On Sunday (April 24) al-Jazeera's program The Iraqi Scene did a fascinating (to me!) show on the Arab media and Iraq, which directly took on the allegations against al-Jazeera and the general criticisms aired in the Iraqi media against the Arab media more generally. Among the charges recited in host Abd al Azim Mohamed's opening remarks: the Hilla incident, the Arab media's continuing insistence that Iraq is an "Arab" state, allegations about past payments to Arab journalists by Saddam's regime, accusations of bias against the new Iraqi government and ethnic (pro-Sunni Arab) biases, charges of Arab media 'incitement' or support for the insurgency - all the things that the Arab media gets grief for in the West, in other words, but here being openly debated on al-Jazeera.
The host, Abd al Azim Mohamed, began with a pair of questions: is it true that the Arab media incites the Arab street over conditions in Iraq, and why does the Iraqi media have such an aversion to the Arab world? He ran a report by al-Jazeera's Jordan correspondent, Yasir Abu Hilala, about the recent meeting between Iraqi and Jordanian journalists (which AA wrote about here). The show had four guests: Mohamed Abd al Jabbar, editor of the official Iraqi daily al-Sabah; Abdullah al Sanawi, editor of the Egyptian Nasserist weekly al Araby; Mawfiq Muhadin, a writer for the Jordanian daily al-Arab al-Yom, and Ahmed al Shaykh, editor for al-Jazeera.
Abd al Azim began the discussion with Abd al Jabar, the Iraqi editor. Abd al Jabar complained that Jordanian journalists didn't really understand the new Iraq, but said that the meeting - however tense - may have been useful in overcoming some of those gaps in perceptions and knowledge, and expressed some hope that he and the other Iraqis had changed Jordanian minds. Muhadin, the Jordanian journalist, then responded that there are sharp debates within the Jordanian media, that there is no single Jordanian perspective, and sharply rejected King Abdullah's claim that this media is "stuck in the past." He said that the Iraqi complaints were unwarranted for one important reason: if the Jordanian media wasn't reporting things that the Iraqis liked to hear, it wasn't because they were biased but rather because the situation in Iraq was in fact unpleasant.
Then the al-Jazeera editor, Ahmed al Shaykh, gave his personal (not institutional) take on the situation. Shaykh said that all the Arab media were criticized for concentrating so much on the security situation in Iraq, but he defended this - like Muhadin - on the grounds that this was in fact a vital part of what was happening on the ground in Iraq. What have we seen in Iraq in two years of American occupation, he asked? A lot of acts of violence, which did tend to outweigh whatever positive developments or good news might also be there. Ignoring the security situation would be covering up the truth, which no self-respecting media should do. Shaykh firmly rejected the allegation that al-Jazeera's coverage reflected a pre-existing political position, pointing to al-Jazeera's coverage of the Iraqi elections as an example of the station's neutrality and objectivity. Why don't we cover the good news? When there's good news, he said, we cover it - the elections, or just yesterday we did a report on the meetings of the Iraqi National Assembly and its practice of democracy - but, as everyone knows, we are limited by the fact that we are banned from covering official activities.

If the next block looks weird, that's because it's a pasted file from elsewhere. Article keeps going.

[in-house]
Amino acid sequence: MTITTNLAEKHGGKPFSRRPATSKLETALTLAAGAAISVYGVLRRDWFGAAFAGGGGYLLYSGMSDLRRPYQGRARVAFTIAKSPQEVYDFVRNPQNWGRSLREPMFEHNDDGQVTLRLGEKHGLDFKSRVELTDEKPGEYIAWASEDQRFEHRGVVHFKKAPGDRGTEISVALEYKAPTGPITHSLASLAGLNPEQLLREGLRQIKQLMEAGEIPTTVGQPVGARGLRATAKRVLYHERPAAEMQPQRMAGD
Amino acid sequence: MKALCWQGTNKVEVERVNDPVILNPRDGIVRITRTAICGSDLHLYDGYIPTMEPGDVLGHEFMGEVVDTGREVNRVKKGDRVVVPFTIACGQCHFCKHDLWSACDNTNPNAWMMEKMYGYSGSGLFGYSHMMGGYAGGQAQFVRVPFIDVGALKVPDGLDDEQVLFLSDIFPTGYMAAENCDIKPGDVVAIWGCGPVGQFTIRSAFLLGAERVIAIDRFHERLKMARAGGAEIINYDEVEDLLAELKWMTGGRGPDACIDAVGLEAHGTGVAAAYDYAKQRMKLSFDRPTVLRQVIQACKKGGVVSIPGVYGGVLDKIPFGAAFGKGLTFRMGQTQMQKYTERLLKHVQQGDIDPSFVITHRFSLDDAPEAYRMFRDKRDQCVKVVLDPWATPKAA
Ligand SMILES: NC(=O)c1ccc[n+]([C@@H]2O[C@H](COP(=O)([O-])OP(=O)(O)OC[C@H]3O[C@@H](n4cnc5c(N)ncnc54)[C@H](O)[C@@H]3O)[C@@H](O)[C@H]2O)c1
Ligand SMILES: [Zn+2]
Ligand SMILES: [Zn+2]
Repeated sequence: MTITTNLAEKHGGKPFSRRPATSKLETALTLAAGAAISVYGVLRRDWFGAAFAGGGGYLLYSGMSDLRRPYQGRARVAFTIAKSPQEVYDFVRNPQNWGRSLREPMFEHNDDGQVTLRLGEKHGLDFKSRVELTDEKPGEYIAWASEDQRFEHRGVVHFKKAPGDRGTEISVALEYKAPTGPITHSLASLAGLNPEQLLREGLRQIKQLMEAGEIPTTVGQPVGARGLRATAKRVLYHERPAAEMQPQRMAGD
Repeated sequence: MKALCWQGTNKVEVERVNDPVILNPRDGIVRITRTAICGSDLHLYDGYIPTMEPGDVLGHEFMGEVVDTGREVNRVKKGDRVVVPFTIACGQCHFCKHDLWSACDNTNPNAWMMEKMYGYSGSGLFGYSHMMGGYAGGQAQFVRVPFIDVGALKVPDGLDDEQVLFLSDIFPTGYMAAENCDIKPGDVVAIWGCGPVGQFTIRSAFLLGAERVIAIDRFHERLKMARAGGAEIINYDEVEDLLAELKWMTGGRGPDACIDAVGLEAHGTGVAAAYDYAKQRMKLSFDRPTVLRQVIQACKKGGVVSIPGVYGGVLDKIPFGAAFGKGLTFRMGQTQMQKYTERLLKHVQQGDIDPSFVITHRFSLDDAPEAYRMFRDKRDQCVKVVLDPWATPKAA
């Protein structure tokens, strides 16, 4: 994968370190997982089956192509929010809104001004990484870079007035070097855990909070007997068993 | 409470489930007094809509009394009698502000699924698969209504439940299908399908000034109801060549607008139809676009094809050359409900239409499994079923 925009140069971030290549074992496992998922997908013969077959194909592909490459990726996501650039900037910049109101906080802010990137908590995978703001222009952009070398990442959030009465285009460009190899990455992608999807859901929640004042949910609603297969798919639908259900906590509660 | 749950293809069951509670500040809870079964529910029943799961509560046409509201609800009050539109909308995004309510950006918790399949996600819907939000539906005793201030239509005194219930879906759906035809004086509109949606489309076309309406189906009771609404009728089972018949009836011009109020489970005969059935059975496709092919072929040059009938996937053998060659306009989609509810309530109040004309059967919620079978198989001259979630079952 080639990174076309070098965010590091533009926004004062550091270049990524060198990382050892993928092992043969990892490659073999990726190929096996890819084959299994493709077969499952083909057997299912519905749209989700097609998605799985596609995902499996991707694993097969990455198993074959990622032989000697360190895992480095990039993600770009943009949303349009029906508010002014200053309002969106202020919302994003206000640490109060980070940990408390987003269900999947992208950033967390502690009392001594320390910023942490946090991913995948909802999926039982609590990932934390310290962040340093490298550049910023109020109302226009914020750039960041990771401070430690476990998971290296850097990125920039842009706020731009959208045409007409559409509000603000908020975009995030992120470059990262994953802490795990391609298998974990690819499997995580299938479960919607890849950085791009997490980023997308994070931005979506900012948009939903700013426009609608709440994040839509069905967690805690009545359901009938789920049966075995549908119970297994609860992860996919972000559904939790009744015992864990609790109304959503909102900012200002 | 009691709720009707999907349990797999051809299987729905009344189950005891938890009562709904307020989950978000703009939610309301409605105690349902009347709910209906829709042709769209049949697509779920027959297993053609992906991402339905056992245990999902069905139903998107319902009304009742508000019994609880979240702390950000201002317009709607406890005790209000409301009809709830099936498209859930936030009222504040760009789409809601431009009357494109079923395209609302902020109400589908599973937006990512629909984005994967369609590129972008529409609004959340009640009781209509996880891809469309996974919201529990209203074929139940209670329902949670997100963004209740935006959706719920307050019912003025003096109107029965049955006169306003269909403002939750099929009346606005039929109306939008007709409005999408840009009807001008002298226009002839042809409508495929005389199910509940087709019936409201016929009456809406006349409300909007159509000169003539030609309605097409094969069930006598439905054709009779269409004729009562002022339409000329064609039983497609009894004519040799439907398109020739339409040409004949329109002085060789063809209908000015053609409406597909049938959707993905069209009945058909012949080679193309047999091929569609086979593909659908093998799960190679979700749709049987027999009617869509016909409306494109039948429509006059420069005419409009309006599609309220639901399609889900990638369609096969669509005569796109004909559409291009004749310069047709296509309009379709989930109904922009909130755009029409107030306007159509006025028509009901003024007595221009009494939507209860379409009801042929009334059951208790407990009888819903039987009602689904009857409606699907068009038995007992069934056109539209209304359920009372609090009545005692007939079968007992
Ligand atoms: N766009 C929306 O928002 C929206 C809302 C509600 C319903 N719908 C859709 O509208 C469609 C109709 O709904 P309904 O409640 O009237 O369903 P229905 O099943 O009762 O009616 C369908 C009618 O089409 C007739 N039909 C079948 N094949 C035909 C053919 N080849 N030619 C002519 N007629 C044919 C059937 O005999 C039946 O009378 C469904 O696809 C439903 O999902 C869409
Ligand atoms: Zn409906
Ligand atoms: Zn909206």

Abdullah al Sanawi (al-Araby, Egypt) could hardly wait to get his turn, and when he spoke he got right to the point: Iraq *is* an Arab country, and if we are accused of refusing to acknowledge that Iraq is not an Arab country, then we are guilty as charged. He was also quite testy on the accusations that the Arab public was "against Iraq": we see the occupation as a crime against the rights of Iraq, and we support the Iraqi resistance, and we think that the vast majority of Arab public opinion supports the Iraqi resistance. What's more, he went on, those who would pass judgement on the Arabs for that should remember that millions of Americans and Europeans also marched against the invasion of Iraq, and Sanawi doubts that very many of them were "for Saddam."
Abd al Jabar, the Iraqi, in turn objected to Sanawi's "speaking on behalf of the Iraqis," who he felt were quite capable of speaking for themselves now. Abd al Jabar couldn't help needling Sanawi over the fact that there was an Israeli embassy in Cairo, to say nothing of Egypt's military and political relations with the United States. He gave a story about how the cameraman for an unnamed satellite station went to a school and asked the teacher to clear all the children out of the classroom so that he could shoot a story about how Iraqi children were too afraid to attend classes.
Finally, there was a testy exchange in which Abd al Jabar accused Arab journalists of not covering the reality of Iraq. The host asked whether he would acknowledge that the Iraqi authorities had some responsibility for that, given the restrictions they have placed on the Arab media such as the ban on al-Jazeera. Abd al Jabar insisted that the Arab media operated in total freedom, except for whatever restrictions were imposed by the terrorists. Shaykh took exception. And with that stalemate, the program came to an end.
There was more than I mentioned above, obviously, but I think I captured the essentials and the tone. All very interesting - I love seeing these issues debated openly.